The Deep Blue Sea
Cast: Rachel Weisz, Tom Hiddleston, Simon Russell Beale
Director: Terence Davies
Somewhere in 1950s London, a quiet haze of desperation is setting in.
In a repressed world just out of the Second World War and in a flat in a boarding house, Hester Collyer (Weisz) is on the edge of desperation. As she puts a towel under the door to block it and turns the gas fire on full, it's clear what she intends to do.
But her suicide attempt is unsuccessful and suddenly through a series of flashbacks and current events, the ramifications of what she's tried to do and what's led her to that point are gradually revealed.
The Deep Blue Sea is a terrifically stifled and repressed film - the whole thing reeks of claustrophobia and desperation as flashbacks reveal the reasons for Hester's despair. Trapped in a loveless marriage to a British High Court Judge (Simon Russell Beale) who adores her but is older and clearly aware this is a society marriage, it's obvious that Hester will fall for fly boy Freddie (a brilliant Hiddleston) and find her passion reignited.
However, it's a tragedy that the passion cools for Hester and Freddie because of his post traumatic stress disorder and his (understandable) comfort in living in the past.
As the threads start to tie together, you begin to realise that there's only really been two actors on screen for the duration of this and that the intensity of their performance is intoxicating. Hiddleston is initially all "chocks away" and flyboy bravado, but the bitter frustrations of a repressed age from long ago push his performance more into the slightly monstrous whilst still managing to keep you engaged.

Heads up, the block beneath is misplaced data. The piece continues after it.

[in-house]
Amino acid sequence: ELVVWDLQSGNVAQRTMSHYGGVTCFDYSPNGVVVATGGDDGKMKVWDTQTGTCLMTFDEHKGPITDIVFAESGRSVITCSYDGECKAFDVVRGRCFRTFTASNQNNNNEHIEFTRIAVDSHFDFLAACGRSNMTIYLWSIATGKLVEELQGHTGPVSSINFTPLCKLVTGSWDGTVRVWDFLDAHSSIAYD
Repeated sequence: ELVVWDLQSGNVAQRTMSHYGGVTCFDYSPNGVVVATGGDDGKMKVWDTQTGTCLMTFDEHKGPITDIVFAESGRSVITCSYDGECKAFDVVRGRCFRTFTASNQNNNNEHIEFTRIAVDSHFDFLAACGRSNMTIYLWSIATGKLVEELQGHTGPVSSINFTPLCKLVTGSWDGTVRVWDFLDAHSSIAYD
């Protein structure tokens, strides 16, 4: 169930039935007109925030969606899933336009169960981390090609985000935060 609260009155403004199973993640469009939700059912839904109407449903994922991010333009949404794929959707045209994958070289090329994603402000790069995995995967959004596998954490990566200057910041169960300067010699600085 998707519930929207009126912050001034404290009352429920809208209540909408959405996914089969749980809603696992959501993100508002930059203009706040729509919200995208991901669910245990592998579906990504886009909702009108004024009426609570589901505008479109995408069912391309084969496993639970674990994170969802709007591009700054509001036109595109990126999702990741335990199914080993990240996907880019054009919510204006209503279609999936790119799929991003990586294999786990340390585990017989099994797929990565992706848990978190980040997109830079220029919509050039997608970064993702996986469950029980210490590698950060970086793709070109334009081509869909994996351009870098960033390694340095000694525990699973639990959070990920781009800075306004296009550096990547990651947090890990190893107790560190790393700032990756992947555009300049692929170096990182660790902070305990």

Rachel Weisz is very good as Hester; every frustration and pain is etched on her face as she tackles the unthinkable and the melodrama unfolds through a series of flashbacks. Sure, you can argue that this film reflects its 1952 play origins but it takes a talented cast to make the script rise up; throw in an occasionally over the top violin score at key moments and this adds to the melodramatic feel of the whole thing.
Bathed in gloriously repressed English stiff upper lip sensibility and drab browns and greys of the era, when Freddie boils over, it's a seething mass of anger and a frightening level of frustration for Hester, who's trapped between two worlds and soaked in depression.
The Deep Blue Sea isn't exactly a joyous film which will leave you feeling a fuzzy after glow as it ends; but with some great performances from Weisz and Hiddleston, it becomes the kind of film that gets under your skin.